Completed on 27 Jan 2018 by Casey Greene . Sourced from https://www.biorxiv.org/content/early/2017/05/23/141267.
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I reviewed this paper at a journal. I thought that the journal in question would make the review public, but perhaps that is only after the paper is accepted. In the interests of improving the discussion of papers before they become published, I'm posting my review here as well.
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The authors describe HAWK, a k-mer based approach to association analysis. The idea is certainly clever, and I can imagine this work as a jumping off point for other approaches to the analysis of genetic variants that differ between groups.
I have some concerns about how the work is presented. The method discusses k-mer association analysis as a technique for "sequencing data." Within the manuscript, the method is applied to simulated E. coli genomic data and to the 1k genomes dataset.
- If the authors want to suggest that this works for E. coli, or other bacterial, data they should apply the method to real genome sequencing data from these organisms. It seems like plasmids that vary with the test condition could make the approach somewhat computationally expensive (they would need to be built from k-mers). It'd be nice to see A) if this works in practice; and B) how scaling is affected. If this is not intended to be used for real microbial data, then perhaps the authors should note this.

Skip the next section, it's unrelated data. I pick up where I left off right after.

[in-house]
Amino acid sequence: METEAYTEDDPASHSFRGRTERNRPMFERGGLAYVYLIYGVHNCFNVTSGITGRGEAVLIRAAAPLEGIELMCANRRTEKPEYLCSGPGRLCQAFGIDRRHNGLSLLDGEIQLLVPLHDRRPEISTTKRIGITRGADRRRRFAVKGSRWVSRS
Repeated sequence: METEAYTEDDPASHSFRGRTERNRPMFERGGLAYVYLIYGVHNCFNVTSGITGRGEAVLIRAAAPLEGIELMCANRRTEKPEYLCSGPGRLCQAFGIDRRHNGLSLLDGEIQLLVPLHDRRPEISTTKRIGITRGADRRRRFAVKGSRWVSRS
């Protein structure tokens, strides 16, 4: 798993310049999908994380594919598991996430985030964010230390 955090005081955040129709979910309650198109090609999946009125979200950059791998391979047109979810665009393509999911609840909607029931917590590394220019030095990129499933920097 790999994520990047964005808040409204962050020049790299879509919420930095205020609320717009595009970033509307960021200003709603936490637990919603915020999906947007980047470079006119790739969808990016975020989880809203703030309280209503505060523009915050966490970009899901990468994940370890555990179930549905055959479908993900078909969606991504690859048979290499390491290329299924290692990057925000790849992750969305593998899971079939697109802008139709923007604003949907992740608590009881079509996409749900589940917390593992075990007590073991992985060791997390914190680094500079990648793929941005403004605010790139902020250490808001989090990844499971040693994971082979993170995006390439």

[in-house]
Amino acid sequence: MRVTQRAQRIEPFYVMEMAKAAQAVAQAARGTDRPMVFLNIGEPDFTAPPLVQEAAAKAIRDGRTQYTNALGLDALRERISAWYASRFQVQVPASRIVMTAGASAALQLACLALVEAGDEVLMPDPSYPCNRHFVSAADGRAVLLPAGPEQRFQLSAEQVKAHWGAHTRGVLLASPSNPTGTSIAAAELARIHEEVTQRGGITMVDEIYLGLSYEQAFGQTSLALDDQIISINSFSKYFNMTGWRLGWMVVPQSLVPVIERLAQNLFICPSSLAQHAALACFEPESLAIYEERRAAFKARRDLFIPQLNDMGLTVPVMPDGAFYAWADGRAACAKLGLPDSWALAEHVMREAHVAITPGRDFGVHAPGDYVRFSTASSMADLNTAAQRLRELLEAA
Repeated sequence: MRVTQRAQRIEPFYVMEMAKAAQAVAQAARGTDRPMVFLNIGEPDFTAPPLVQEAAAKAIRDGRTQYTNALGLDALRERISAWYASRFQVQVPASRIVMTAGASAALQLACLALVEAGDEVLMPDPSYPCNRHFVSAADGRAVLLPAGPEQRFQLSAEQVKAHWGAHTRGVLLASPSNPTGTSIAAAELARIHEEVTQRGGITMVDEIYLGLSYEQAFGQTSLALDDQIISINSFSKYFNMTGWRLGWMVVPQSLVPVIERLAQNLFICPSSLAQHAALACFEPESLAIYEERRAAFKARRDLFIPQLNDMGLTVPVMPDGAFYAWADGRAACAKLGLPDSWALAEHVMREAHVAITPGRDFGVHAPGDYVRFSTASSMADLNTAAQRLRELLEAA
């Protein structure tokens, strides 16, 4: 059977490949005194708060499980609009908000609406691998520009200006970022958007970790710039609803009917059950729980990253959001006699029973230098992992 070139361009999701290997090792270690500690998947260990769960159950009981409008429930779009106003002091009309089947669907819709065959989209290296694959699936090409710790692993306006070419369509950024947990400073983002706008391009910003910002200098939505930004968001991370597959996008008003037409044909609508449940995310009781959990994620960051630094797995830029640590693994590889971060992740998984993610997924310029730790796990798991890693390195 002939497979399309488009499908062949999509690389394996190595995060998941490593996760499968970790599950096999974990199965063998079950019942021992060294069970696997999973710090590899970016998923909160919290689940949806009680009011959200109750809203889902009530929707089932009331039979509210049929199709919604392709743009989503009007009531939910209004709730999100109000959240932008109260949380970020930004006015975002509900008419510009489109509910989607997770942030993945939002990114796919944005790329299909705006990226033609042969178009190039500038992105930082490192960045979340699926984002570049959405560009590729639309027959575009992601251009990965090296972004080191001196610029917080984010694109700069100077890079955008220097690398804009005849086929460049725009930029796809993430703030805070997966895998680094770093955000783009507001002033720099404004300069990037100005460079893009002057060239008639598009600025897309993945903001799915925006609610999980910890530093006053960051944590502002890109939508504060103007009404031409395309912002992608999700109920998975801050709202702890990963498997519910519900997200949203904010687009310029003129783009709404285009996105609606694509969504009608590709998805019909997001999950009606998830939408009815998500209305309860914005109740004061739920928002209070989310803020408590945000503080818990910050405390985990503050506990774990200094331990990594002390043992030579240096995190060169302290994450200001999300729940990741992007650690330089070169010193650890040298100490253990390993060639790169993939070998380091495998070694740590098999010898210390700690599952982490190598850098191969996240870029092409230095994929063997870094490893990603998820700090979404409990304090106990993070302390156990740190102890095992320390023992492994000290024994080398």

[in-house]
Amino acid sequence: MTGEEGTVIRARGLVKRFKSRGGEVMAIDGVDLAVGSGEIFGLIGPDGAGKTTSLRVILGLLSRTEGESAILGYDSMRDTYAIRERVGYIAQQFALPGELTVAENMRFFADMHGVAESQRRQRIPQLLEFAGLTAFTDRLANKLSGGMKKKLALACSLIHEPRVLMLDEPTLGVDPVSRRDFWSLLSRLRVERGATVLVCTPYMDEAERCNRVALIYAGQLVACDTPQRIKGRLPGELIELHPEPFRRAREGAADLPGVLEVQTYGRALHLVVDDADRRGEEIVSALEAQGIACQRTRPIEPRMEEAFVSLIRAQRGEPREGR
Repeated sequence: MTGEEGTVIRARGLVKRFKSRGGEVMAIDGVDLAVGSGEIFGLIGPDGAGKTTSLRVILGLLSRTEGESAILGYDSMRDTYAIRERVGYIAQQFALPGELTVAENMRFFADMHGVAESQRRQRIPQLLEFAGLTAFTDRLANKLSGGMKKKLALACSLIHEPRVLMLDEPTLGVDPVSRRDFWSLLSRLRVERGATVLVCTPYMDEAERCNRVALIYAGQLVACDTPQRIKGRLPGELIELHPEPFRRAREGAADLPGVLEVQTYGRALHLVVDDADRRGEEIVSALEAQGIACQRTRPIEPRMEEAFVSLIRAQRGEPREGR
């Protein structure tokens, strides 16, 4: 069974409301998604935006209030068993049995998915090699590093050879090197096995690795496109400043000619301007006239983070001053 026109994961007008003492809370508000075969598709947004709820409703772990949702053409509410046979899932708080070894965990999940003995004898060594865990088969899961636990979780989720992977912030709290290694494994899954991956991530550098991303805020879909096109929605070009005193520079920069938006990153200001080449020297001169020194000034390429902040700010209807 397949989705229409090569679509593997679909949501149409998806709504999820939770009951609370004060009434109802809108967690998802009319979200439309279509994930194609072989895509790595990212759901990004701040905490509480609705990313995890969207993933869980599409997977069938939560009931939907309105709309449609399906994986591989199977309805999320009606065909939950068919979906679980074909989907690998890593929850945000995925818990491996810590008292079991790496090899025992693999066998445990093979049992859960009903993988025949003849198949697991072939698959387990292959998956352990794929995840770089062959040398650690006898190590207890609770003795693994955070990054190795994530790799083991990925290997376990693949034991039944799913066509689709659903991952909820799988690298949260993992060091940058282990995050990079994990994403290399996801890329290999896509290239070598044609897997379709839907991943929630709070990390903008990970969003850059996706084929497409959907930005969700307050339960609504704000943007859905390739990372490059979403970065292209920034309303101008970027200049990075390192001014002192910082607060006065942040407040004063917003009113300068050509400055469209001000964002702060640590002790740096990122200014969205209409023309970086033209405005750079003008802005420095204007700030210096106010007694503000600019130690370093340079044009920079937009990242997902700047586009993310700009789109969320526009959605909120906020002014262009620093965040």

- The only application in the manuscript is to whole genome data. It seems like this approach would be a relatively inefficient way to deal with RNA-Seq data. Should the domain be refined?
- Is the approach expected to work with exome sequencing data? If so, it would be nice to see an example showing that the capture process doesn't introduce any systematic biases that affect the method's false positive rate.
I downloaded the software and it compiled successfully. It is a bit difficult to use. The documentation is also sparse. It would be helpful to have a wrapper script that would handle the most common workflow as well as documentation with one fully worked example. The version of the source code associated with the published paper should be archived to figshare, zenodo, or a similar service.
Some assertions are made with regard to computational cost of competing methods in the intro. It would be helpful to me to see some benchmarking of HAWK.
"We provide scripts to lookup number... as future work." This is fine to leave for the future, but can you at least provide some documentation of these scripts in the repository's README?
Lines 277-280: is it possible that certain samples have different contamination? I'm not disputing that this is one possible explanation, but it doesn't seem like other possibilities (contamination, etc) have been ruled out to this point.
In "Counting k-mers", what is a sample for "appear once in a sample." Is this once in a condition, or is there a first stage of sample filtering before the k-mers are aggregated?
The github repo contains DS_Store files. This should be added to .gitignore
Both the GPL v2 and v3 licenses appear to be included with the CPP source code.
The source code on the website has a version number, but there are no tags in the github repository. Please tag with the version number.
In "verification with 1k genomes data": I think line #169 is referring to significant differences between the YRI and TSI samples using the standard calling algorithm. This paragraph could be reworded for clarity.
typo: "While upto 20%"